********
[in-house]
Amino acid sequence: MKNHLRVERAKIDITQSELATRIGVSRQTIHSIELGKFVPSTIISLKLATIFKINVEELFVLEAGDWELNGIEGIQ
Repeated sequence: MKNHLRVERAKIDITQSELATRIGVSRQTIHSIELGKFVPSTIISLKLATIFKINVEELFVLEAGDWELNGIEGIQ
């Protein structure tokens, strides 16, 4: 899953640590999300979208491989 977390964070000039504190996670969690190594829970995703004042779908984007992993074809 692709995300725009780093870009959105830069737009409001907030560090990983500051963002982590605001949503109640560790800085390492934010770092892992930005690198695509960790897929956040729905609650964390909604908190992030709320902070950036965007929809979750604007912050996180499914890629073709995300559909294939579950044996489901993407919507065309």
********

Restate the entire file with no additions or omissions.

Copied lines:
[in-house]
Amino acid sequence: MKNHLRVERAKIDITQSELATRIGVSRQTIHSIELGKFVPSTIISLKLATIFKINVEELFVLEAGDWELNGIEGIQ
Repeated sequence: MKNHLRVERAKIDITQSELATRIGVSRQTIHSIELGKFVPSTIISLKLATIFKINVEELFVLEAGDWELNGIEGIQ
């Protein structure tokens, strides 16, 4: 899953640590999300979208491989 977390964070000039504190996670969690190594829970995703004042779908984007992993074809 692709995300725009780093870009959105830069737009409001907030560090990983500051963002982590605001949503109640560790800085390492934010770092892992930005690198695509960790897929956040729905609650964390909604908190992030709320902070950036965007929809979750604007912050996180499914890629073709995300559909294939579950044996489901993407919507065309």